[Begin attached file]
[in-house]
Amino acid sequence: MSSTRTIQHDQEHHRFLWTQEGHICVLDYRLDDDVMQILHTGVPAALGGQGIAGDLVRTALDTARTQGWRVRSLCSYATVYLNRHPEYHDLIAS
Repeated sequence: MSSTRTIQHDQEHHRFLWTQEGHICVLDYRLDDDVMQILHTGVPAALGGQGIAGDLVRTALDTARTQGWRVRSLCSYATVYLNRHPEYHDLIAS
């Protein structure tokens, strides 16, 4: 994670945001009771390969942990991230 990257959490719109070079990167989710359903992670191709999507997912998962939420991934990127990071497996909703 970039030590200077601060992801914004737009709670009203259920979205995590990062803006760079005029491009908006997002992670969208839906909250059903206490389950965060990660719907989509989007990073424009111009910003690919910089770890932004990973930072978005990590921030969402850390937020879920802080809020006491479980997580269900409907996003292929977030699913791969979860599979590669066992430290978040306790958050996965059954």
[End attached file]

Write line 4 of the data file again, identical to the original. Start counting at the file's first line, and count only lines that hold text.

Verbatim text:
């Protein structure tokens, strides 16, 4: 994670945001009771390969942990991230 990257959490719109070079990167989710359903992670191709999507997912998962939420991934990127990071497996909703 970039030590200077601060992801914004737009709670009203259920979205995590990062803006760079005029491009908006997002992670969208839906909250059903206490389950965060990660719907989509989007990073424009111009910003690919910089770890932004990973930072978005990590921030969402850390937020879920802080809020006491479980997580269900409907996003292929977030699913791969979860599979590669066992430290978040306790958050996965059954």